WITH the number of Covid-19 cases rising, a pressing issue that is being hotly debated is whether insurance companies should be made to bear the cost for infected policyholders who are treated at private hospitals.
Insurance associations say generally, pandemic-related risks — such as for Covid-19 — are not covered under any insurance and takaful plans worldwide. Hence, it is within their right not to bear the cost.
If so, does this mean that burden of the cost should fall entirely on the patient? What of patients who can’t even normally afford private healthcare treatment? Should private hospitals play their part and fix a more affordable rate?
There are growing calls from many, including private hospitals, to compel insurers to revise their policies to enable Covid-19 medical coverage.
Amid this intense debate, the industry associations were to meet with the Ministry of Health (MoH) on Jan 23, sources say.
“It’s quite a complicated issue. There is an association stance, and then within it, some players also have their own proposals, so let’s see what the final outcome is,” an industry source tells The Edge.
“Generally, insurers feel it’s not fair for them to bear the cost. There’s this debate on whether it should be shared and if so, how. There’s also discussion about creating a pool of funds that everyone contributes to, with the fund then passed on to either the government or private hospitals that can draw down from it. So, there are many permutations,” he adds.
The Life Insurance Association of Malaysia (LIAM), which The Edge reached out to for comment on a host of questions relating to Covid-19 coverage, said last Friday it would be making an official statement on the subject. The General Insurance Association of Malaysia (PIAM) said it was not immediately able to comment.
Big insurance players that The Edge reached out to, including AIA Bhd and Prudential Assurance Malaysia Bhd, declined comment, requesting that we wait for a statement from the associations.
On Jan 17, LIAM, PIAM and the Malaysian Takaful Association (MTA) put out a joint statement to say that the industry is working with the MoH and Bank Negara Malaysia to “explore avenues where insurers/takaful operators can ease some of the expenses of patients whose conditions are required to be treated in private hospitals under the present circumstances”.
PIAM chairman Antony Lee, in an interview with BFM last Friday, said for now, insurance companies could only afford to offer limited Covid-19-related policies such as travel insurance, but not full medical coverage.
“If you are looking at a full-blown cover where we cover absolutely everything from A to Z … that is going to need time, clearly,” he told the radio station.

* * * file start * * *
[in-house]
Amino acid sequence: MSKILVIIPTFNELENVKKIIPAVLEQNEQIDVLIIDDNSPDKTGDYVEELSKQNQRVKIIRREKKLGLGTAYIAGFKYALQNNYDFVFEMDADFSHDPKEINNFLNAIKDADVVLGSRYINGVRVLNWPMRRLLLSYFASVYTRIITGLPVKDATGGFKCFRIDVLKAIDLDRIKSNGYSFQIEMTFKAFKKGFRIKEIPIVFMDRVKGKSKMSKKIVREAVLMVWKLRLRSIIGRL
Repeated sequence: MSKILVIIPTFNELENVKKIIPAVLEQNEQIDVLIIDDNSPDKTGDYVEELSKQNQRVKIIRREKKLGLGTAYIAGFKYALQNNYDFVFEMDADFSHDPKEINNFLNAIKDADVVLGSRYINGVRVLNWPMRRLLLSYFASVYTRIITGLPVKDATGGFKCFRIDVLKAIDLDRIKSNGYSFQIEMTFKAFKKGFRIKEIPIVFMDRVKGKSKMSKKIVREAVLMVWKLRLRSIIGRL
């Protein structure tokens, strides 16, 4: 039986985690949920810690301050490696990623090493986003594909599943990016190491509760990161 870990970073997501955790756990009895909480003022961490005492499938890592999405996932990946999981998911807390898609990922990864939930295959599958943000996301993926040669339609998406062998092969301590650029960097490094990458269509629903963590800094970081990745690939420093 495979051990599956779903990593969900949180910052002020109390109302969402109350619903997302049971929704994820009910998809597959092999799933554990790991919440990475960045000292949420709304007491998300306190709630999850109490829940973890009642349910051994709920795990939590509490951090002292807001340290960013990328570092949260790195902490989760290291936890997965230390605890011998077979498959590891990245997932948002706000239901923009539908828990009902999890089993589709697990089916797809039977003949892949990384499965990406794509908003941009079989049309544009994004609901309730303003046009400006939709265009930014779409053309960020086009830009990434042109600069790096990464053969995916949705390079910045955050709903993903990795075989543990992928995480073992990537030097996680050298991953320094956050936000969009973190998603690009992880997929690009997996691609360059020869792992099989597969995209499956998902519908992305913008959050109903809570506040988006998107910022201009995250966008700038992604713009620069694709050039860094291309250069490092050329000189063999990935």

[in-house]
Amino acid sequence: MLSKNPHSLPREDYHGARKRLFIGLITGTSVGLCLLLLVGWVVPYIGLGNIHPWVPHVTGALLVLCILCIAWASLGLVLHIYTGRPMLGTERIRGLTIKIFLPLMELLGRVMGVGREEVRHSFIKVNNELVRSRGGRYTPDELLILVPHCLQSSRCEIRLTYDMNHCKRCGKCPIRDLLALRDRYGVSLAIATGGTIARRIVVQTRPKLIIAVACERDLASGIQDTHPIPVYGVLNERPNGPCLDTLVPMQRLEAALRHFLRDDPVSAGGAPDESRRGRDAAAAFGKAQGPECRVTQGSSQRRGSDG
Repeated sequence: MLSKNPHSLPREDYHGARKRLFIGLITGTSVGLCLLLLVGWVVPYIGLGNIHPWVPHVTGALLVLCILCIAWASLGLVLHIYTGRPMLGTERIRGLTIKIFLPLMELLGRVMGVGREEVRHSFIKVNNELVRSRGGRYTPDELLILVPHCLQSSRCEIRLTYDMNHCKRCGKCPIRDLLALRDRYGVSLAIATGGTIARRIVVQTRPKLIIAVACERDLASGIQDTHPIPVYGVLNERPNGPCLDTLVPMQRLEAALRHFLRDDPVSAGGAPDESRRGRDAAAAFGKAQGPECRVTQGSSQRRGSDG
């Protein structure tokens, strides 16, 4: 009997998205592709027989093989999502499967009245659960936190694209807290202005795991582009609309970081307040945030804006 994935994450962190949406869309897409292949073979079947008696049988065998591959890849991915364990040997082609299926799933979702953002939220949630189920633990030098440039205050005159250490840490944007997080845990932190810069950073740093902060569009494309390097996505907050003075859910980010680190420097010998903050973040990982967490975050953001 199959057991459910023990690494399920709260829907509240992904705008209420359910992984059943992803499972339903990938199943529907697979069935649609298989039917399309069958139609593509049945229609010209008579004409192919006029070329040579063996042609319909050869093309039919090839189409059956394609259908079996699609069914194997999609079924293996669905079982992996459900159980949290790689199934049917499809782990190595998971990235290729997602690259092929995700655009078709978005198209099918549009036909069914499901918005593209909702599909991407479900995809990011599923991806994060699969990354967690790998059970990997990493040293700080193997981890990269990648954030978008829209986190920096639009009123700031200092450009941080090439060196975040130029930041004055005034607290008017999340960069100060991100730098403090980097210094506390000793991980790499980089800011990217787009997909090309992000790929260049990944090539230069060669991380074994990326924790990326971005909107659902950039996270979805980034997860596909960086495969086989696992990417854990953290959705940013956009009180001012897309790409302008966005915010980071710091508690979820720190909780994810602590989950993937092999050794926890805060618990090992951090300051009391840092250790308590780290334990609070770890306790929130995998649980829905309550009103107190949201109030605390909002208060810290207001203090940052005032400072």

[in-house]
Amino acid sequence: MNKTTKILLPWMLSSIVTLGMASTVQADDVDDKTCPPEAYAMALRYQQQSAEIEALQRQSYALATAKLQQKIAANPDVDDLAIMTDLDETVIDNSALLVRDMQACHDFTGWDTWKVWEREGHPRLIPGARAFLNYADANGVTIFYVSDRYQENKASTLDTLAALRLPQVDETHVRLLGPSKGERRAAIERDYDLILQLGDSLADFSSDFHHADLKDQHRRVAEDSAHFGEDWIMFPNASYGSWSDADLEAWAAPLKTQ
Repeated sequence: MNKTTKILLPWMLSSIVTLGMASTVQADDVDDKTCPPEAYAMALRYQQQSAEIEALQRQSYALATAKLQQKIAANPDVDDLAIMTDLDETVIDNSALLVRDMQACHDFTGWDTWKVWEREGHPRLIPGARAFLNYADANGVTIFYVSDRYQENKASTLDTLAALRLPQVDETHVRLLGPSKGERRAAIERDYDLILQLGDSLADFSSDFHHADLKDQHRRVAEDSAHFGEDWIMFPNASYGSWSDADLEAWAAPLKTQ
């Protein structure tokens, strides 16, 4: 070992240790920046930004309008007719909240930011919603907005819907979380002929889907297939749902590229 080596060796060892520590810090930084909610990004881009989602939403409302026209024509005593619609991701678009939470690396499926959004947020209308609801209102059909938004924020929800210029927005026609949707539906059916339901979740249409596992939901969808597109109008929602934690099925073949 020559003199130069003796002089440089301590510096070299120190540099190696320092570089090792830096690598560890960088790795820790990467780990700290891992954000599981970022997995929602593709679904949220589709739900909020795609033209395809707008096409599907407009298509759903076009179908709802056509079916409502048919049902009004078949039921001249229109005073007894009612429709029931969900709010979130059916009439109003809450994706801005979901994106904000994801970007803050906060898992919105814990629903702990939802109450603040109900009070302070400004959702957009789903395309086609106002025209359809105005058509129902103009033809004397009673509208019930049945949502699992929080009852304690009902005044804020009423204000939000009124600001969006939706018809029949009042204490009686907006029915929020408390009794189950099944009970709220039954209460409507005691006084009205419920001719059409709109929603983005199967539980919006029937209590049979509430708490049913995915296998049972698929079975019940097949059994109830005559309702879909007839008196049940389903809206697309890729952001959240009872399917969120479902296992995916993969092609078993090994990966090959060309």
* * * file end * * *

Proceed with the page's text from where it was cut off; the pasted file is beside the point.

Industry sources say several insurers had on a goodwill basis waived the pandemic-related exclusion clause from their medical plans early last year, prior to Covid-19 being declared a pandemic, thus allowing for some form of coverage for patients. Most have now withdrawn that waiver.
AIA, in a Jan 21 internal circular to its agency force aimed at providing clarity on its Covid-19 coverage, said some of its “older block” of medical plans have the clause that excludes coverage for communicable diseases that require quarantine by law. However, it said the newer generation of AIA medical plans do not have this exclusion clause.
“What this means to our customers of these plans is that they will be covered for hospitalisation under their medical plans if they are diagnosed with Covid-19 and require inpatient treatment which is medically necessary at hospitals,” it said in the circular sighted by The Edge. It added that this would be subject to a plan’s terms and conditions.
Prudential too issued an internal circular on Jan 21. “During the early stage of the pandemic, we had, on a goodwill basis, waived the exclusion clause … for our customers who are treated at designated government hospitals in Malaysia. This waiver shall continue, and Prudential reserves the right to withdraw it in the future,” it said.
“On treatment of Covid-19 in private and overseas hospitals, this will follow the respective plan’s terms and conditions. For plans with mentioned exclusion clause, treatment of Covid-19 in private and overseas hospitals will not be covered. For plans that do not carry this exclusion clause, treatment cost can be on reimbursement basis, subject to reasonable and customary charges,” it added.
The insurance industry says the exclusion clause exists because of the difficulty in pricing for coverage relating to an event like a pandemic that may occur once in a lifetime, which has an incalculable impact and cost.
Public hospitals can no longer cope given an alarming rise in new coronavirus cases. As such, the MoH, enabled by the Emergency Ordinance, has instructed private hospitals to take in Covid-19 patients.
In the past, private hospitals would just refer such patients to their public counterparts.
Association of Private Hospitals Malaysia president Datuk Dr Kuljit Singh last week urged the government to compel insurers to revise their policies and cover treatment cost.
“Rejecting patients for us means coughing up fines up to RM5 million or jail time. While we are happy to help the government, some of us will take in patients at the risk of going belly-up. But the same is not expected of insurance companies. The government has to make similar demands (on the insurers) so that we can treat them without burdening taxpayers,” he told The New Strait Times.